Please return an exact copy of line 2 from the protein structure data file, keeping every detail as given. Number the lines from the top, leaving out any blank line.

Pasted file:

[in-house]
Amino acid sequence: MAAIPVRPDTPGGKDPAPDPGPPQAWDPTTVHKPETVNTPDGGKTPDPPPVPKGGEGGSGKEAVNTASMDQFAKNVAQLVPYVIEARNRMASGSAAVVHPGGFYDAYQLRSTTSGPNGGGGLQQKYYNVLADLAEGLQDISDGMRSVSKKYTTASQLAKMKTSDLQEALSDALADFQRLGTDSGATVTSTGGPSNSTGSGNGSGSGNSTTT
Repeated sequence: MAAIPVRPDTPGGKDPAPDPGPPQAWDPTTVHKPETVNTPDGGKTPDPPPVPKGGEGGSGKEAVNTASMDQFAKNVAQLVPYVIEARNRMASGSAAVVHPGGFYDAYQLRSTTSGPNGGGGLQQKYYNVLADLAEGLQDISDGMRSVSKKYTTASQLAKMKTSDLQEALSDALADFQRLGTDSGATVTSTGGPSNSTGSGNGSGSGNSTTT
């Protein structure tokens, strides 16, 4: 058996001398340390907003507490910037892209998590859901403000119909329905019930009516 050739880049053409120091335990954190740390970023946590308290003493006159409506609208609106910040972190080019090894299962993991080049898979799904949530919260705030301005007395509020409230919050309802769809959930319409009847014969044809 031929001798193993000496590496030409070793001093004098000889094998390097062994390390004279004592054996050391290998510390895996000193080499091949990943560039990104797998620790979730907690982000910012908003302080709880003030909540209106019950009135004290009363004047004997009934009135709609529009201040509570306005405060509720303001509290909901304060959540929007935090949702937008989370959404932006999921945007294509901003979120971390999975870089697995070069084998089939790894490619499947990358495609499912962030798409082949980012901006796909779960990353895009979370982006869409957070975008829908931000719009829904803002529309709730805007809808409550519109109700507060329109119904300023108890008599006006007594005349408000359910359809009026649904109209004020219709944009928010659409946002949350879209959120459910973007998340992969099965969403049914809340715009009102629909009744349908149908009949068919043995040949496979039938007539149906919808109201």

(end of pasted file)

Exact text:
Amino acid sequence: MAAIPVRPDTPGGKDPAPDPGPPQAWDPTTVHKPETVNTPDGGKTPDPPPVPKGGEGGSGKEAVNTASMDQFAKNVAQLVPYVIEARNRMASGSAAVVHPGGFYDAYQLRSTTSGPNGGGGLQQKYYNVLADLAEGLQDISDGMRSVSKKYTTASQLAKMKTSDLQEALSDALADFQRLGTDSGATVTSTGGPSNSTGSGNGSGSGNSTTT